To say that C.S. Lewis’ The Lion, The Witch And The Wardrobe has a very special place in my heart would be a major understatement. It was the first novel that I ever read, when I was just seven years old, igniting a lifelong interest in fantasy literature. It is perhaps the most influential children’s fantasy book ever written, and its enduring popularity has ensured that it has never been out of print since it was first published, six decades ago.

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Review: Last Of The Wilds By Trudi Canavan


Two new characters help to alleviate some of the disappointment of the first book of the trilogy.


Book CoverLast Of The Wilds
(The Age Of The Five Trilogy, Book 2)

Trudi Canavan

Genre: High Fantasy
Publisher: Orbit
Format: Paperback, 624 Pages
Date: 4th March 2010 (First Published 2006)

ISBN-10: 1841499641
ISBN-13: 978-1841499642

Purchase From: Amazon | Book Depository

The first book of Trudi Canavan’s Age Of The Five trilogy was a decidedly underwhelming affair; this is especially true for those readers who loved The Black Magician Trilogy. With that being the case, one could be forgiven for approaching book two, Last Of The Wilds, with a sense of trepidation. In fact, I would recommend that readers keep their expectations in check, for while this sequel is an improvement on Priestess Of The White, it is not a significant one.

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Review: Quicksilver Zenith By Stan Nicholls


Stan Nicholls keeps the weak second instalment syndrome at bay with this engaging follow up to Quicksilver Rising.


Book CoverQuicksilver Zenith
(Quicksilver Trilogy, Book 2)

Stan Nicholls

Genre: High Fantasy
Publisher: Harper Voyager
Format: Paperback, 336 Pages
Date: 7th March 2005 (First Published 2004)

ISBN-10: 0007141521
ISBN-13: 978-0007141524

Purchase From: Amazon | Book Depository

Quicksilver Zenith is the second part of Stan Nicholls’ underrated Quicksilver Trilogy, and readers who enjoyed the first book should be pleased to discover that book two delivers more of the same, in terms of great characterisation and action-packed narrative. It even sheds just a little more light on some of the mysteries first touched upon in Quicksilver Rising.

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News: Cover Reveal For Tower Lord By Anthony Ryan


Let the hype begin, it’s cover reveal time courtesy of Orbit Books.

The follow up to last summer’s smash hit novel, Blood Song, by Anthony Ryan has some artwork to show off.


The marketing campaign for Tower Lord by Anthony Ryan got under way yesterday, when publisher Orbit revealed the book’s cover art via their blog.

Scheduled for release in the summer of 2014, Tower Lord is book two of the Raven’s Shadow Trilogy, following up the highly acclaimed first book, Blood Song. The cover which you can see below, is the work of designers Nick Castle and Nik Keevil.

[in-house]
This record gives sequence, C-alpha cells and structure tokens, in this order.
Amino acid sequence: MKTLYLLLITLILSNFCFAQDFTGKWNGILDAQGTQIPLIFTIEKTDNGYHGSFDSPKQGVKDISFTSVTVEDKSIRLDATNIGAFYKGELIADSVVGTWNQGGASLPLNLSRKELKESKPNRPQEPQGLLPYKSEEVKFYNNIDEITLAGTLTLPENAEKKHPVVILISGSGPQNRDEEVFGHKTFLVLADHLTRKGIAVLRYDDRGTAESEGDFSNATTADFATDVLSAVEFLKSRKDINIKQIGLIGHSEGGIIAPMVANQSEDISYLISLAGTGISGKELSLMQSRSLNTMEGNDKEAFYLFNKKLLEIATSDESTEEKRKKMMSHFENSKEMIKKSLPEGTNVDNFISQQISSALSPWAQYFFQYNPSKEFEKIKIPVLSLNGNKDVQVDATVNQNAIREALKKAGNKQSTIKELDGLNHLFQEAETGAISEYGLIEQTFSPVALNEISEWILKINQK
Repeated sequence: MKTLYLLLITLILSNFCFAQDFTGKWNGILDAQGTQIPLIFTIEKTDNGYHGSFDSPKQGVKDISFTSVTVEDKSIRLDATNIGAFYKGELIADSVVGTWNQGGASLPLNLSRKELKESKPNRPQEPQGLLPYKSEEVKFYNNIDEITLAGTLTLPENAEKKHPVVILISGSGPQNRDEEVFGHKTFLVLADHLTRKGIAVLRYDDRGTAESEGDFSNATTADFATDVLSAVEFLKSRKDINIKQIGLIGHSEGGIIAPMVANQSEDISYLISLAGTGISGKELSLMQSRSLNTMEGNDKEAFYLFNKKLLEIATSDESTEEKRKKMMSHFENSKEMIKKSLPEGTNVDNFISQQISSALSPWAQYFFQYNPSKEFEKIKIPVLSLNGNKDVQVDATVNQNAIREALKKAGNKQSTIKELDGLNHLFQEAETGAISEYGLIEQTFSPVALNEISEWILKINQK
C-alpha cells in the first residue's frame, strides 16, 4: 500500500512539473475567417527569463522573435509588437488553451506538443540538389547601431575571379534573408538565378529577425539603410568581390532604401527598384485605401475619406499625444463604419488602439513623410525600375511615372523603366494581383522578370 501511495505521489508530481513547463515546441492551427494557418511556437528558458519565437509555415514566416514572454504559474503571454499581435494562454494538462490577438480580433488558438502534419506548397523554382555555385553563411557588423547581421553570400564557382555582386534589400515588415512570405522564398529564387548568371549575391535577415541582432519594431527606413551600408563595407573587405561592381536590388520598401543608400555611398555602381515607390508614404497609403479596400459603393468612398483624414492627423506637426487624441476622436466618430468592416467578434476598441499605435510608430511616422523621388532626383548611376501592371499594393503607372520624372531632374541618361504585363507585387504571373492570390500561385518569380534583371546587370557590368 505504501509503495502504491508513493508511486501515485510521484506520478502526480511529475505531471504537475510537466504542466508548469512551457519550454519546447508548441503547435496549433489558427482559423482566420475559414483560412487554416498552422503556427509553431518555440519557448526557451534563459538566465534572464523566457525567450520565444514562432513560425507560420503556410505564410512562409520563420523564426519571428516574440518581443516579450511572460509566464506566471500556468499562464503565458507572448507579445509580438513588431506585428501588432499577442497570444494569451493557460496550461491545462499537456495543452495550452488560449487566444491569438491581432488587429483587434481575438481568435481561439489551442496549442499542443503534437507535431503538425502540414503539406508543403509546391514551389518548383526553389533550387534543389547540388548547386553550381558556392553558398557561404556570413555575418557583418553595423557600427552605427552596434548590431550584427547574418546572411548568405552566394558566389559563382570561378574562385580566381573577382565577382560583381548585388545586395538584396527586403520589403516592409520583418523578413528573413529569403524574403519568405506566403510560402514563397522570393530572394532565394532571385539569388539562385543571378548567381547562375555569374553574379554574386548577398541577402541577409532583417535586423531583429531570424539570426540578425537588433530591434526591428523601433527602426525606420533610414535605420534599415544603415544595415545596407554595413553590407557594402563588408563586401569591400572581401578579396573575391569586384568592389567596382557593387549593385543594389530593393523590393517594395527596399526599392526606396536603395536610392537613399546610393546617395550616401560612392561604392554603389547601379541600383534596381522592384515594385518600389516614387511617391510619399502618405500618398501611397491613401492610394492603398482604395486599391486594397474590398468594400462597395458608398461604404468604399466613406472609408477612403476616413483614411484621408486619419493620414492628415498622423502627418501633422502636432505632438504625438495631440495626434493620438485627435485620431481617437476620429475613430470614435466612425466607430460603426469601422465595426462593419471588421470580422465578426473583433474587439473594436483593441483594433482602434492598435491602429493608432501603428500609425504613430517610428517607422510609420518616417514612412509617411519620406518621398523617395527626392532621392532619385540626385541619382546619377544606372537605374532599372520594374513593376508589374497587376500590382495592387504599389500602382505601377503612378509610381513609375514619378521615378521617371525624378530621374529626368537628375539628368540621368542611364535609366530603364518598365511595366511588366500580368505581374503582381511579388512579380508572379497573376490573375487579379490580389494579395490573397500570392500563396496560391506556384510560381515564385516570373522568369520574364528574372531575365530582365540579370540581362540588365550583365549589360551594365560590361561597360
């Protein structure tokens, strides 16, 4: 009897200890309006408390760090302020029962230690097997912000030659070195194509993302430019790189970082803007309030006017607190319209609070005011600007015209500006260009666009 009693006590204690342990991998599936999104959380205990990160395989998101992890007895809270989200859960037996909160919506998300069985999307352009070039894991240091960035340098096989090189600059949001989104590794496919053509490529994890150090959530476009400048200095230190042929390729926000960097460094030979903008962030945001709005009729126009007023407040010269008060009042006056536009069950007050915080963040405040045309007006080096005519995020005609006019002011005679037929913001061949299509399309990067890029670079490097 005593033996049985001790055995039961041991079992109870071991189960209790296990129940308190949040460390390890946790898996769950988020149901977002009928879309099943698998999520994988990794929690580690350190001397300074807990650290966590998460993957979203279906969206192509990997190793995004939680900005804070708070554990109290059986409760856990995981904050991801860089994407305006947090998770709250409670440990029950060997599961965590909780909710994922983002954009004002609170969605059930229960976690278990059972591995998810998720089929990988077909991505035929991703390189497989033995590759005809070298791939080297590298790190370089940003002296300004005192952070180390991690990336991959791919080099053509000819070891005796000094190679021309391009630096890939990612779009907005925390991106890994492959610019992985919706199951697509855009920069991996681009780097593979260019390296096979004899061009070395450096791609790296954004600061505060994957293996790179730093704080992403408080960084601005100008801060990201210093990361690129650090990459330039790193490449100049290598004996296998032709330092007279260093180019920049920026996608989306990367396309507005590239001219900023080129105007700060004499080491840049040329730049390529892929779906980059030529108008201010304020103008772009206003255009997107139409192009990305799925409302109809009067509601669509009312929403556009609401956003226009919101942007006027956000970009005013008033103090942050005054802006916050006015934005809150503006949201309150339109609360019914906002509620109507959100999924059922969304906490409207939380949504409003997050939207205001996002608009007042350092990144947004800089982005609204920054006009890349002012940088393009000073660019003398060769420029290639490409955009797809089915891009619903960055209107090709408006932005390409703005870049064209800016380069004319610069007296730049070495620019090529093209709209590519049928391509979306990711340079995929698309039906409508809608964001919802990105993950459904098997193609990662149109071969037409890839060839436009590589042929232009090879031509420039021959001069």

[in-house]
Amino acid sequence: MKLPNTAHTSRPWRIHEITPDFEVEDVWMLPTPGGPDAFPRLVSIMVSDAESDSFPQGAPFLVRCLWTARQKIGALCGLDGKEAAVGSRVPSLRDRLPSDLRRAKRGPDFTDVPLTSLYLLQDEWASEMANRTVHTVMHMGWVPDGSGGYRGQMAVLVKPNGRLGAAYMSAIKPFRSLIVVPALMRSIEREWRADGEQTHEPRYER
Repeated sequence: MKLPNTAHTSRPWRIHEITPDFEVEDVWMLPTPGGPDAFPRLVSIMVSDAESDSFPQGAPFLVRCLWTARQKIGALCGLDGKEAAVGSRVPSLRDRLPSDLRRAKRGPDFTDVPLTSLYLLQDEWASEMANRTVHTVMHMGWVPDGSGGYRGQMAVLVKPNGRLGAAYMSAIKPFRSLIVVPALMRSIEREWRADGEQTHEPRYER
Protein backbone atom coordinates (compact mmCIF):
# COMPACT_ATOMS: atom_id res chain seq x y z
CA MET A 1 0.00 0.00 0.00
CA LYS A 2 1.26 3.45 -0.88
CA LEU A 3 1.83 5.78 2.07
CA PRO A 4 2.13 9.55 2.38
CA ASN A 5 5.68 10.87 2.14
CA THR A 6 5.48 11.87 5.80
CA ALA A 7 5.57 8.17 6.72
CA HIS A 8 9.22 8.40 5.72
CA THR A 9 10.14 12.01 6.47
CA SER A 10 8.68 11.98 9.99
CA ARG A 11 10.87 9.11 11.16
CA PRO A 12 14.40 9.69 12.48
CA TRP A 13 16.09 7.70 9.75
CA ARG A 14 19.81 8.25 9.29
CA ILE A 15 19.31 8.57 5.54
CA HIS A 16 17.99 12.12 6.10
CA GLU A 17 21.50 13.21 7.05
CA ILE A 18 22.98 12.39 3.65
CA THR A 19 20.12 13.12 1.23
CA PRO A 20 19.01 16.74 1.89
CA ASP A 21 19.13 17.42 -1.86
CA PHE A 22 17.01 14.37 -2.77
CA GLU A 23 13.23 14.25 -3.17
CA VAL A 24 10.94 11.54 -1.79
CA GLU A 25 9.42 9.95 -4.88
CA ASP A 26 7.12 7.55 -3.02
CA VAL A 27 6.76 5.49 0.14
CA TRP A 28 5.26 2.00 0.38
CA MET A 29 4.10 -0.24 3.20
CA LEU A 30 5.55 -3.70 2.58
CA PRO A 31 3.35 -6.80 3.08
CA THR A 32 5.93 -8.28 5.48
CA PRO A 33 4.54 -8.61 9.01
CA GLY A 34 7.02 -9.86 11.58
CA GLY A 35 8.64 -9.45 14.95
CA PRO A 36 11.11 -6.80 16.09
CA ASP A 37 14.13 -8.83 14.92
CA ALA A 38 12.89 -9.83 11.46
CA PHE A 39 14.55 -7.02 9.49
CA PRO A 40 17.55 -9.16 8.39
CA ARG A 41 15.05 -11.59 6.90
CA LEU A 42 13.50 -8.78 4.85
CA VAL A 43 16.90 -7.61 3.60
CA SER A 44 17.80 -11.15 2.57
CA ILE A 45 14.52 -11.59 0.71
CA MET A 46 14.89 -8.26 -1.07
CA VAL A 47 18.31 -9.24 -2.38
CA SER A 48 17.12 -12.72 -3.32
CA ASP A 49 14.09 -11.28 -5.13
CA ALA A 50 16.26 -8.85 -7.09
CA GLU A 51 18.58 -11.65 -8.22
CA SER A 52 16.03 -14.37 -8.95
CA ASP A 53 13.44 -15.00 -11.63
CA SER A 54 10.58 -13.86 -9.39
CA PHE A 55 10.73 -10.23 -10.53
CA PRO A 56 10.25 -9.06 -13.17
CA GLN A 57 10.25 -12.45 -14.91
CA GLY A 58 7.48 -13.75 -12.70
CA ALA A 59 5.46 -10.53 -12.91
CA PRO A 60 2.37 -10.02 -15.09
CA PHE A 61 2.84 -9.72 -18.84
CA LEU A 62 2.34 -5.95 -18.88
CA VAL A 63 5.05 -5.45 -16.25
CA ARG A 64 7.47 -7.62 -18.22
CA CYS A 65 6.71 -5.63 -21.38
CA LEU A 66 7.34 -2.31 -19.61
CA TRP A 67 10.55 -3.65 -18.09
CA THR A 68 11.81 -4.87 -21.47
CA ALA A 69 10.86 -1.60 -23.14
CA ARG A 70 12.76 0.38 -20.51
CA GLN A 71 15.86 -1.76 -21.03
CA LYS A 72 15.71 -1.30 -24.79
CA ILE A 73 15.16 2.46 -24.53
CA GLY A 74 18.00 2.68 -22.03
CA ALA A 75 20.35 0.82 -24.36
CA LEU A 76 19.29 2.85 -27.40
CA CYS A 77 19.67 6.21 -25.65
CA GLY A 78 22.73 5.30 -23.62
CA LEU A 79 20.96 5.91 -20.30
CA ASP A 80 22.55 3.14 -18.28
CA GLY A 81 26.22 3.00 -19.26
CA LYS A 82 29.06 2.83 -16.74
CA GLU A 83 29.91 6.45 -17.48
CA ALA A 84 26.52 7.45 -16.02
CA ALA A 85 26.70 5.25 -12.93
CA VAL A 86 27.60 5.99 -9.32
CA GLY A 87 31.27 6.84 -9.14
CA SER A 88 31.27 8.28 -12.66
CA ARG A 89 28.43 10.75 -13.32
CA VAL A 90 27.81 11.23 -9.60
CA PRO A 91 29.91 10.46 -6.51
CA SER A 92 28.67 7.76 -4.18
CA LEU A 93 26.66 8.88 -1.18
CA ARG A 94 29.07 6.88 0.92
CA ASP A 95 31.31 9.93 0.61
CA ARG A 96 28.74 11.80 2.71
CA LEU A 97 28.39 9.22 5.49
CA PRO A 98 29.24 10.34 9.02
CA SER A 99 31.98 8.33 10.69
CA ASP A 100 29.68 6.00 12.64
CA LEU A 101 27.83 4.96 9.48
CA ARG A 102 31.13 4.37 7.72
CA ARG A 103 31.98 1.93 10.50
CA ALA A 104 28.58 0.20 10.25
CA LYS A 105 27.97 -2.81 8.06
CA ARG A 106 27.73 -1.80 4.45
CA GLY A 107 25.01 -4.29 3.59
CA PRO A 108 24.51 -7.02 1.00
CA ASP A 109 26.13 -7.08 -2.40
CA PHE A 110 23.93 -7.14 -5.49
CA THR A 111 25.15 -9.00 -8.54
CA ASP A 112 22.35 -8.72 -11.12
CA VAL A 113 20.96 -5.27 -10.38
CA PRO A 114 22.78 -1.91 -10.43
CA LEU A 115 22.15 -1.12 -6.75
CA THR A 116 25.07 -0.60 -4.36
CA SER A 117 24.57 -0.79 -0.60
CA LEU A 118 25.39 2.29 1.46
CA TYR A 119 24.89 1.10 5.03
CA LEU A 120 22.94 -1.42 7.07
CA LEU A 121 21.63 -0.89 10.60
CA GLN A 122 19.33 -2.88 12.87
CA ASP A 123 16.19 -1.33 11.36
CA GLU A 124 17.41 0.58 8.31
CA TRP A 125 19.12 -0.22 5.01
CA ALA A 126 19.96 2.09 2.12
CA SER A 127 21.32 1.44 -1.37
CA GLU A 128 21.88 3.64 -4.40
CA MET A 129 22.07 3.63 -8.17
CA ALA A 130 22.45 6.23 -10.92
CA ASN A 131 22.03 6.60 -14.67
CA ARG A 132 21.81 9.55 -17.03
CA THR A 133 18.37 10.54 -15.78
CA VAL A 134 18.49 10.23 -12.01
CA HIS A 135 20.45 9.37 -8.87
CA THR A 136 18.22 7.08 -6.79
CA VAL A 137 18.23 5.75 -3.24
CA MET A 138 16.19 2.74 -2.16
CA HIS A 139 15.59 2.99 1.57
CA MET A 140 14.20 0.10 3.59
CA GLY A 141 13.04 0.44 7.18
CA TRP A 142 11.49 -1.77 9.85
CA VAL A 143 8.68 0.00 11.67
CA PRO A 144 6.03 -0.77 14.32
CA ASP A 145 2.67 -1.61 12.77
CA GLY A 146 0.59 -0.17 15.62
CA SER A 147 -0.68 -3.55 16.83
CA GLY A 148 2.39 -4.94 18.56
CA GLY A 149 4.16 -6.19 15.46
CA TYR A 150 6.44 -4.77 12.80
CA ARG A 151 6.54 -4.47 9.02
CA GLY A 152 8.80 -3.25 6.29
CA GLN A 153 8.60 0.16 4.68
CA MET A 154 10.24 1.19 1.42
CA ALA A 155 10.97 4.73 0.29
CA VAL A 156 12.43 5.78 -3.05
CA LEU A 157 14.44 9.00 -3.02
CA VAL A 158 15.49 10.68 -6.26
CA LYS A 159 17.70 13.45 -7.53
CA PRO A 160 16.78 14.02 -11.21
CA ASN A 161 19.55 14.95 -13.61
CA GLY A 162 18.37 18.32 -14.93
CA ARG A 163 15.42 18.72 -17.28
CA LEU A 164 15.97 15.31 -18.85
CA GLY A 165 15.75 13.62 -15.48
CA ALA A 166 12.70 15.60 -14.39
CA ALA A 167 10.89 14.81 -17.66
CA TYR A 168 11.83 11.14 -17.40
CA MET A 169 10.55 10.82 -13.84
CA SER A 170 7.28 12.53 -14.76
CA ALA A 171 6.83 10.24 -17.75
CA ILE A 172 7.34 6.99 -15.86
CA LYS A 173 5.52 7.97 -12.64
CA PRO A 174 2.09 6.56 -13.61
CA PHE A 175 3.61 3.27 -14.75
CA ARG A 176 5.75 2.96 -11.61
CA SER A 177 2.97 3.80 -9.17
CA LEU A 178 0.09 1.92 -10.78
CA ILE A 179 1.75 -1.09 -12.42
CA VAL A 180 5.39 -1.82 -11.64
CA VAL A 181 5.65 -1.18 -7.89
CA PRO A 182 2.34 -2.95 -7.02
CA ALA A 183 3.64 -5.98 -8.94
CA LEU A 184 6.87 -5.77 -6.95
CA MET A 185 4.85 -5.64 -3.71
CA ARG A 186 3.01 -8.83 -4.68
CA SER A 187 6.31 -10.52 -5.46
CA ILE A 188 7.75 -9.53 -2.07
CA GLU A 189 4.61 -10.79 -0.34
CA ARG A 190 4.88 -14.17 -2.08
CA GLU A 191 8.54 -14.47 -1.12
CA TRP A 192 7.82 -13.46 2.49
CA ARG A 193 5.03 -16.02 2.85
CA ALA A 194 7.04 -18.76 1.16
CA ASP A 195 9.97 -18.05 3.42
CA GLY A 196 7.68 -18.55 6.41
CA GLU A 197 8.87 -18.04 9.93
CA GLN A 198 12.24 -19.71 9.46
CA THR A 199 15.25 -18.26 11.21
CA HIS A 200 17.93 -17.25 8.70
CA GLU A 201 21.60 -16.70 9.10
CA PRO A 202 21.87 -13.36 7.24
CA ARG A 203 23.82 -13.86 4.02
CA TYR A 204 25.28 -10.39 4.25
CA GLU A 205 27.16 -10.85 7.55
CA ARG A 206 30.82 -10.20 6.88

Cover Reveal

If you have not yet finished reading Blood Song, you may want to avoid reading the blurb for Tower Lord below, as it contains spoilers.

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Review: Grass For His Pillow By Lian Hearn


Lian Hearn returns to the Three Countries in this engaging sequel to Across The Nightingale Floor.


Book CoverGrass For His Pillow
(Tales Of The Otori, Book 2)

Lian Hearn

Genre: Historical Fantasy, Young Adult
Publisher: Picador
Format: Paperback, 320 Pages
Date: 5th April 2004 (First Published 2003)

ISBN-10: 0330415263
ISBN-13: 978-0330415262

Purchase From: Amazon | Book Depository

Grass For His Pillow, the second book of the Tales Of The Otori series, sees author Lian Hearn take readers back to the Three Countries, the year after the events of book one, Across The Nightingale Floor, to continue the tale of revenge, love, betrayal, duty, treachery, honour and destiny.

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Review: The Novice By Trudi Canavan


A gripping sequel that defies the conventional wisdom of the second book always being the weakest instalment of a trilogy.


Book CoverThe Novice
(The Black Magician Trilogy, Book 2)

Trudi Canavan

Genre: Fantasy, Young Adult
Publisher: Orbit
Format: Paperback, 592 Pages
Date: 4th March 2010 (First Published 2002)

ISBN-10: 1841499617
ISBN-13: 978-1841499611

Purchase From: Amazon | Book Depository

Conventional wisdom suggests that the second book of a trilogy is invariably the weakest instalment. I’ve never subscribed to this “conventional wisdom”, and it’s certainly not true of book two of Trudi Canavan’s Black Magician Trilogy. The Novice is unquestionably an improvement upon the previous novel, The Magicians’ Guild. The story is bigger in scope, and expands the world it is set in by moving some of the narrative beyond the city of Imardin and the borders of Kyralia.